Bean Integration

Camel supports the integration of beans and POJOs in a number of ways.


If a bean is defined in Spring XML or scanned using the Spring component scanning mechanism, and a <camelContext> is used or a CamelBeanPostProcessor then we process a number of Camel annotations to do various things such as injecting resources or producing, consuming or routing messages.

The following annotations is supported and inject by Camel’s CamelBeanPostProcessor

Annotation Description


To inject an endpoint, see more details at POJO Producing.


To inject a bean obtained from the Registry. See Bean Injection.


To inject a configuration bean obtained from the Registry. The bean is a POJO that represents a set of configuration options, which is automatic configured with values loaded via Camel Property Placeholders.


To inject a value using property placeholder.


To inject a producer to send message to an endpoint. See POJO Producing.


To inject a consumer on a method. See POJO Consuming.


Used for binding a bean to the registry. If no name is specified then the bean will have its name auto computed based on the class name, field name, or method name where the annotation is configured.


Used to indicate that if the target type is CamelContextAware then the CamelContext is deferred and injected later; after the bootstrap of Camel so the CamelContext is ready for use.

See more details at:

  • POJO Consuming to consume and possibly route messages from Camel

  • POJO Producing to make it easy to produce camel messages from your POJOs

  • @DynamicRouter Annotation for creating a Dynamic Router from a POJO method

  • @RecipientList Annotation for creating a Recipient List from a POJO method

  • @RoutingSlip Annotation for creating a Routing Slip for a POJO method

  • Bean Injection to inject Camel related resources into your POJOs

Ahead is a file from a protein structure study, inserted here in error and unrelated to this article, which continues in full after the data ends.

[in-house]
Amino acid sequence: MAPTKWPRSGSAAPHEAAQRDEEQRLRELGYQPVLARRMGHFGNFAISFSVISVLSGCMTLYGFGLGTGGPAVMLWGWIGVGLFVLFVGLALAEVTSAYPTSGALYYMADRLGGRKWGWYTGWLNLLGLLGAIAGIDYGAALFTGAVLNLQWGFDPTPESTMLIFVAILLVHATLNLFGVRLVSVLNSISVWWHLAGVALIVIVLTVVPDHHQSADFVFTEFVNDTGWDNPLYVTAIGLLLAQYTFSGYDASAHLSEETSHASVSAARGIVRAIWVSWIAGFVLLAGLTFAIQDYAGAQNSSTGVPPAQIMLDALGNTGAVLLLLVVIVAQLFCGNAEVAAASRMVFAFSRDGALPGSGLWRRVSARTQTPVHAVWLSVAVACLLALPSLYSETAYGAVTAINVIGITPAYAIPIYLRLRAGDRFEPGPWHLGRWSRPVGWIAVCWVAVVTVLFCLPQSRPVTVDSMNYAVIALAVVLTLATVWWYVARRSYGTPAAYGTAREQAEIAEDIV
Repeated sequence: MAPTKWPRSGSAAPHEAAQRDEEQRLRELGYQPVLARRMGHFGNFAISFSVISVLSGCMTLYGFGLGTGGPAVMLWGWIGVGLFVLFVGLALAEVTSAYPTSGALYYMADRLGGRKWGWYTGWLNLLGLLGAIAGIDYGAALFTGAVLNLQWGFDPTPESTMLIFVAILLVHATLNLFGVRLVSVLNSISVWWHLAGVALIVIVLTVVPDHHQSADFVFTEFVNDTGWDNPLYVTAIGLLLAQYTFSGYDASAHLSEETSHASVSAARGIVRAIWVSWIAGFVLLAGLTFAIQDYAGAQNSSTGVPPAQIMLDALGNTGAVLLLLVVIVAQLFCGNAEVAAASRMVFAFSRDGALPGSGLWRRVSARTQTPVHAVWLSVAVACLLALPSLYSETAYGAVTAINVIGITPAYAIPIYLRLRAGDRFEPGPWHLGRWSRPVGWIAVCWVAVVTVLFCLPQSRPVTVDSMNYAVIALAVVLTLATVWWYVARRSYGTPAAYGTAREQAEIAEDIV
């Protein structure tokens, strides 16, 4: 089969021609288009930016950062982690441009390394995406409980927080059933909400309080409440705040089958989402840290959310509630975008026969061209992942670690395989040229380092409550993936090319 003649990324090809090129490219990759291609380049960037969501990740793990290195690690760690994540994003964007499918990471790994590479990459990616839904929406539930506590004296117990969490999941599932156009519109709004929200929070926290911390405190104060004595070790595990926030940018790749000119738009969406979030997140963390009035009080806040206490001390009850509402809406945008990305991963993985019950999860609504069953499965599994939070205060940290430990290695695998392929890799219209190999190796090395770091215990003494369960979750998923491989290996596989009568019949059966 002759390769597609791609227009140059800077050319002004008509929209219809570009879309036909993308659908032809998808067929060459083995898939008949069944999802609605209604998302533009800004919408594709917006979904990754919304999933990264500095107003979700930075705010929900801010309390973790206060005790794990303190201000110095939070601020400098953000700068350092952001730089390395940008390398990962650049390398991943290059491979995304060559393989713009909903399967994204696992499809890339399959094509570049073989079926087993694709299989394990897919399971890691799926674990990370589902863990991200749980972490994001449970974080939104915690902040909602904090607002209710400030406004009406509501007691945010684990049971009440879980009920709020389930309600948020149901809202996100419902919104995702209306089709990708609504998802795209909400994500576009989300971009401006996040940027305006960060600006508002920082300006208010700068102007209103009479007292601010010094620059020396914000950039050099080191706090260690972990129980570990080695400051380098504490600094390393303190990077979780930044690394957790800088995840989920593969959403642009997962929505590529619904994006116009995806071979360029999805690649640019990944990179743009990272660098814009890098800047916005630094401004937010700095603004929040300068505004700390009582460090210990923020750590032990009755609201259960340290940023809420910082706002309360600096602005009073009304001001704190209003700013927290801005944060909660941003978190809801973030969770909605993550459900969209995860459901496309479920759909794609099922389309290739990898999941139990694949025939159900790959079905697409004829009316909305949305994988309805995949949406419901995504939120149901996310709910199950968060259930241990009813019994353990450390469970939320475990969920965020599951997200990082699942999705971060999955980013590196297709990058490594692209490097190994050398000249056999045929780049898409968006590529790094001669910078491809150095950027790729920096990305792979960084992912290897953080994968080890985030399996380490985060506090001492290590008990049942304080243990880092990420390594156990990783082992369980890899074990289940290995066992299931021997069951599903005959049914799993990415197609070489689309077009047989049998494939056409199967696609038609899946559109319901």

• Using Exchange Pattern Annotations describes how the pattern annotations can be used to change the behaviour of method invocations with Spring Remoting or POJO Producing


See the POJO Messaging Example for how to use the annotations for routing and messaging.

Using @PropertyInject

Camel allows injecting property placeholders in POJOs using the @PropertyInject annotation which can be set on fields and setter methods. For example, you can use that with RouteBuilder classes, such as shown below:

public class MyRouteBuilder extends RouteBuilder {

    private String greeting;

    public void configure() throws Exception {

Notice we have annotated the greeting field with @PropertyInject and define it to use the key hello. Camel will then lookup the property with this key and inject its value, converted to a String type.

You can also use multiple placeholders and text in the key, for example we can do:

@PropertyInject("Hello {{name}} how are you?")
private String greeting;

This will lookup the placeholder with they key name.

You can also add a default value if the key does not exist, such as:

@PropertyInject(value = "myTimeout", defaultValue = "5000")
private int timeout;

Using @PropertyInject with arrays, lists, sets or maps

You can also use @PropertyInject to inject an array of values. For example, you may configure multiple hostnames in the configuration file, and need to inject this into an String[] or List<String> field. To do this you need to tell Camel that the property value should be split using a separator, as follows:

@PropertyInject(value = "myHostnames", separator = ",")
private String[] servers;
You can also use list/set types, such as List<String> or Set<String> instead of array.

Then in the file you can define the servers:

myHostnames = serverA, serverB, serverC
This also works for fields that are not String based, such as int[] for numeric values.

For Map types then the values is expected to be in key=value format, such as:

myServers = serverA=http://coolstore:4444,serverB=http://megastore:5555

You can then inject this into a Map as follows:

@PropertyInject(value = "myServers", separator = ",")
private Map servers;

You can use generic types in the Map such as the values should be Integer values:

@PropertyInject(value = "ports", separator = ",")
private Map<String, Integer> ports;
The generic type can only be a single class type, and cannot be a nested complex type such as Map<String,Map<Kind,Priority>>.